The notion that mandatory helmet laws (MHLs) have made cycling safer is not only superficially plausible, but deeply misleading, and begs the question "why were MHLs so quickly adopted?"
Recent research suggests that Australia's long term use of MHLs contributed to the development of our seriously crippled bicycle culture. The climate of disinformation that surrounded their implementation allowed the commercial reality of helmets and attendant 'PR puff' to hi-jack credible findings to the contrary.
We should be concerned that our MHLs were enacted without any conclusive evidence on the efficacy of bicyle helmets, and that our governments still will not countenance international consensus that MHLs have left us bereft in terms of health, transport, congestion and the environment. In fact the bias exhibited in 'government willingness' to assume that helmets are useful even when the data is not there, is typical of our committment to helmets and MHLs. Arguably "Big Helma thinking" has brainwashed our governments and society into believing that bicycle helmets are the first and last words on bicycle safety.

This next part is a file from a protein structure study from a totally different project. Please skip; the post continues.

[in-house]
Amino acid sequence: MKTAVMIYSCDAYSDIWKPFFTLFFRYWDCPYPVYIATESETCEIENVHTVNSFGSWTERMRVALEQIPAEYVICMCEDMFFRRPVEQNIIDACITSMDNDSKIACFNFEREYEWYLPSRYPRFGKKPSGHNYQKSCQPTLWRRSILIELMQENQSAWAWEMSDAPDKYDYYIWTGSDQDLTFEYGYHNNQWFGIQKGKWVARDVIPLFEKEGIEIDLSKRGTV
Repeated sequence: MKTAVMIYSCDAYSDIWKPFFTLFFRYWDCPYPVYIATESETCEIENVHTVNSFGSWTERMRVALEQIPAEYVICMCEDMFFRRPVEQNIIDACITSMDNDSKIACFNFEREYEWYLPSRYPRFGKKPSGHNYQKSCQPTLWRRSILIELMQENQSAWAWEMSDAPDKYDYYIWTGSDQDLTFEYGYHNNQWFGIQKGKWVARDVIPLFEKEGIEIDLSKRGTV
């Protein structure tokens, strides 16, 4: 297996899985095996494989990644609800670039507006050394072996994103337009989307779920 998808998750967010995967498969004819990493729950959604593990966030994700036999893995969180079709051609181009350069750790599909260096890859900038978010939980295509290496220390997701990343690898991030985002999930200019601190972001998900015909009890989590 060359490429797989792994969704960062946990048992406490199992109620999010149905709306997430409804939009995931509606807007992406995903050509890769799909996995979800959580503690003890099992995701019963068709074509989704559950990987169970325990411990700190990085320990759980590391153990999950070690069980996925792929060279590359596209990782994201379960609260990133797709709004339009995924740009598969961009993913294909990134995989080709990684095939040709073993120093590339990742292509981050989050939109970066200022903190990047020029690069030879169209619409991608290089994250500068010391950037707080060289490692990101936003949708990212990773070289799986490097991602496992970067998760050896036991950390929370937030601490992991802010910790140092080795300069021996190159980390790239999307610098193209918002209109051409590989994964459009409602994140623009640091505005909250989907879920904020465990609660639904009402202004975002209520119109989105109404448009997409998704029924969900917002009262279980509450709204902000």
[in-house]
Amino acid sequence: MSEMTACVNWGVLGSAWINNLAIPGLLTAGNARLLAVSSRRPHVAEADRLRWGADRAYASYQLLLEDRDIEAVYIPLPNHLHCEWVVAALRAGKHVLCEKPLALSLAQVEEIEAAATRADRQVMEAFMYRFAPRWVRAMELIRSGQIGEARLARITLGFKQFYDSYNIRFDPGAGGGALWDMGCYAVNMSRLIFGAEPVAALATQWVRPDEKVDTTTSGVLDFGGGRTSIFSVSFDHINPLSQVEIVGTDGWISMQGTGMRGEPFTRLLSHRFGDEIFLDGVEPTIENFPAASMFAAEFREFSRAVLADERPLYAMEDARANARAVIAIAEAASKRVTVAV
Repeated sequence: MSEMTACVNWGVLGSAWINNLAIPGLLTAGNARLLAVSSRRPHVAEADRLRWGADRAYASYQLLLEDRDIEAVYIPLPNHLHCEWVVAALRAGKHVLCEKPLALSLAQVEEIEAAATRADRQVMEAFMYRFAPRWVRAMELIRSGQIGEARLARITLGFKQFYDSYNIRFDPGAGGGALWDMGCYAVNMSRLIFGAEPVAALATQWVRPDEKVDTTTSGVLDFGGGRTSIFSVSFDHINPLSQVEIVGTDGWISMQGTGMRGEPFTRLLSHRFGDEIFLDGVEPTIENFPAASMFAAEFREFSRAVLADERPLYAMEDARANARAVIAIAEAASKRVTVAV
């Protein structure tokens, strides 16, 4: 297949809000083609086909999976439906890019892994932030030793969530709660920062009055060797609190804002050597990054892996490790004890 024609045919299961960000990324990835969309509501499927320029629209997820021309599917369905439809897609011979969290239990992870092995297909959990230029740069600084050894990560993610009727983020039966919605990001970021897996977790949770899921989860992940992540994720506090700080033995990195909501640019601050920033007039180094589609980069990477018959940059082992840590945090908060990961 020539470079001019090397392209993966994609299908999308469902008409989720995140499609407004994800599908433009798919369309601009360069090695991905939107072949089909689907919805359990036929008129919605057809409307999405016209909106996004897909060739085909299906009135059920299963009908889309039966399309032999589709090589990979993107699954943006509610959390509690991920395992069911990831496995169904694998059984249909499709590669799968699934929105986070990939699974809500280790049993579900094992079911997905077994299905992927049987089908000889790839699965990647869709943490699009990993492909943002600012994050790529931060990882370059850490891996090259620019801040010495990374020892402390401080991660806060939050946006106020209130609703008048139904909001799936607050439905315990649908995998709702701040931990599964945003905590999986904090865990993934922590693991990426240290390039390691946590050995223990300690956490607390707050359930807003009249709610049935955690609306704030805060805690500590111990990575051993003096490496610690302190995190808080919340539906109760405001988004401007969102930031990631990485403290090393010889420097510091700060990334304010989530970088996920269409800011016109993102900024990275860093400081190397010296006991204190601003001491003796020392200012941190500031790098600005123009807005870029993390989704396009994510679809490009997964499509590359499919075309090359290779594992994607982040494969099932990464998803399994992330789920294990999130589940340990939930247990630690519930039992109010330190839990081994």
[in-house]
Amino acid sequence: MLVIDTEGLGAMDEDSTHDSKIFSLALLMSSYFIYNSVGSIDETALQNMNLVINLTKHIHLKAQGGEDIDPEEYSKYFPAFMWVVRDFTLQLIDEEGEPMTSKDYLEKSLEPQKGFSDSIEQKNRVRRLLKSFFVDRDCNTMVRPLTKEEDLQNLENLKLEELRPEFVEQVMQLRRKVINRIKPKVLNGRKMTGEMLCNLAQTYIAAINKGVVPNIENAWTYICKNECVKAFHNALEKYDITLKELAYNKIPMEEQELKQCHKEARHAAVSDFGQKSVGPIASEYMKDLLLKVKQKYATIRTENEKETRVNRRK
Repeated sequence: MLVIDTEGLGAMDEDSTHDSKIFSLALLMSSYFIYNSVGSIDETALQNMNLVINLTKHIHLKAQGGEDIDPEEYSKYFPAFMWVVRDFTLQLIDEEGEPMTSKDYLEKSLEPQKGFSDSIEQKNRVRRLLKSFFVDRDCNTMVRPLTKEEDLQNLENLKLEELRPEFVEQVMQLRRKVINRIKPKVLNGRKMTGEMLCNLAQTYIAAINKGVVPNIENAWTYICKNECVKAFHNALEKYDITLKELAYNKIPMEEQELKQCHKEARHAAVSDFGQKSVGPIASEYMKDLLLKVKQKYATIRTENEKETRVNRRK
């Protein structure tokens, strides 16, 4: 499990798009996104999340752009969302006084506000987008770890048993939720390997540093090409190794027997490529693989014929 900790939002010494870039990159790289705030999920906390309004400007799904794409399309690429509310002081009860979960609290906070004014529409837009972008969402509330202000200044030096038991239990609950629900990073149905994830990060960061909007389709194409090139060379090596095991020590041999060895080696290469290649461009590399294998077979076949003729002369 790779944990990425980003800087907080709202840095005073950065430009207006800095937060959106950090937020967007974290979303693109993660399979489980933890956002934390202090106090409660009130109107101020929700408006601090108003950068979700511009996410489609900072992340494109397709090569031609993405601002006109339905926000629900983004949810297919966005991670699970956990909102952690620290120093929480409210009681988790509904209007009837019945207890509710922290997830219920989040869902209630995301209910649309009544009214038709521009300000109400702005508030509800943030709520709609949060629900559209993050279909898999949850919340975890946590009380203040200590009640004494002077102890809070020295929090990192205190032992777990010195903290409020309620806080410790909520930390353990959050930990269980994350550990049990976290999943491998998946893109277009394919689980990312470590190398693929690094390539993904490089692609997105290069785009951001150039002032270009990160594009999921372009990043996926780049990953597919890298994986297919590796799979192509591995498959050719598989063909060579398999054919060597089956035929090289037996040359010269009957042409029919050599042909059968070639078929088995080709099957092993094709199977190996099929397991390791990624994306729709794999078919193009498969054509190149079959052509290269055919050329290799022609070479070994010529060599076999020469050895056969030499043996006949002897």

Why do our governments refuse to acknowledge the obvious success of the cycling cultures in the Netherlands and Denmark?
Why do our governments stubbornly refuse to consider any of the 'tried & true' cycling strategies successfully employed in Europe?
Why do our governments always go to great lengths to remind us that Australia is not Denmark or the Netherlands?
...and last but not least...
If we must have cycling laws, why can't we have the Danish one, enacted in the late 1940s, that requires children to pass a 'cyclist exam' in 9th year, as well as undertaking a 'cyclist course' in 3rd year?
The wrong way around
1 day ago